Lee’s monstrous eye wall captured on electric video by Hurricane Hunters

The USAF Hurricane Hunters are giving us a front row seat to the horror and fury of the brutal Category 5 Hurricane Lee.

Thursday night, the Air Force Reserve’s 53rd Weather Reconnaissance Squadron flew into the Ein Li wall during a period of rapid intensification, unsure of the storm’s strength.

“We knew it was going to be strong and develop further, but we didn’t know it was going to be a category five,” said Lt. Col. Mark Withey, a navigator who flew into the center of the hurricane. , an experience that only a few people on Earth can relate to.

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However, a Category 5 storm is exactly what his team found when they flew into the storm and made four passes through the eyewall, Withey told FOX Weather.

“Obviously there was a lot of convection and lightning last night, but we managed to get off safely,” he added.

Crews witness the “stadium effect” of Hurricane Lee

Aircraft from the Air Force Reserve’s 53rd Weather Reconnaissance Squadron were able to document the powerful storm, with maximum sustained winds of 165 mph. It was an 80 mph explosion just the night before.

The National Oceanic and Atmospheric Administration (NOAA) said hurricane hunters fly into tropical systems to collect atmospheric data for accurate weather models. They map the center of the storm to determine direction, speed, pressure and intensity, which improves forecasting.

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On this trip, the crew observed a “pitch effect” in the eye of Hurricane Lee, a phenomenon that occurs in very intense hurricanes, according to the National Oceanic and Atmospheric Administration (NOAA). The eyewall’s towering cloud layers amidst the clear center give the feeling of being in the middle of the field.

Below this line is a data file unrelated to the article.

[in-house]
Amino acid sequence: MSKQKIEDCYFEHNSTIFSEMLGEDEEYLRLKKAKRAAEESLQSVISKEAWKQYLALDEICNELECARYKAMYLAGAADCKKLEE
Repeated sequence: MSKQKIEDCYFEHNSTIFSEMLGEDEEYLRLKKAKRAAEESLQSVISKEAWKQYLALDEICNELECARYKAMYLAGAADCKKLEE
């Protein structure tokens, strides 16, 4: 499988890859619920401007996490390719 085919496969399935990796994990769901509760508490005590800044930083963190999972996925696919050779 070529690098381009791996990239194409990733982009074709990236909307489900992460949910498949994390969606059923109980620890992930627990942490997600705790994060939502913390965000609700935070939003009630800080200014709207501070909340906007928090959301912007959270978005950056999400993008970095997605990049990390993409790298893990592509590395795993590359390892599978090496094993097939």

Flying into Lee on Thursday, Withy noticed the absence of moonlight, requiring the crew to rely solely on radar for guidance in the dark.

“But once we were in the eye of the storm, it was mostly dark, except for the frequent lightning that would flash and shine, so we could see it farther than the radar image was showing,” he said.

Hurricane Lee is rapidly intensifying to a severe Category 5 storm as it races across the Atlantic Ocean

As they move through the eyewall, Withey said they carefully look for any potential hazards. Meanwhile, the meteorologist at the back of the plane uses his instruments to steer the plane toward the center of the storm with minimal pressure and spin.

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Here is a radar image of Hurricane Hunter entering the eye of Hurricane Lee.
(Hurricane Hunters)

The eye of Hurricane Lee provides a clear view of the starry sky.
(Hurricane Hunters)

Lightning was also visible around the storm.
(Hurricane Hunters)

Withey said his crew is expected to set out again at 5 a.m. Saturday to track Lee’s progress. The storm is currently expected to move far north of the northern Leeward Islands, Virgin Islands and Puerto Rico over the coming weekend and early next week. But the potential path of East Coast impacts remains uncertain.

Meanwhile, waves from Lee will hit the Lesser Antilles on Friday and the Virgin Islands, Puerto Rico, Hispaniola, Turks and Caicos Islands, Bahamas and Bermuda this weekend.

The National Hurricane Center warns that these swells will likely cause life-threatening surf and rip current conditions. Dangerous surf and rip currents are expected to begin along much of the U.S. East Coast starting Sunday.

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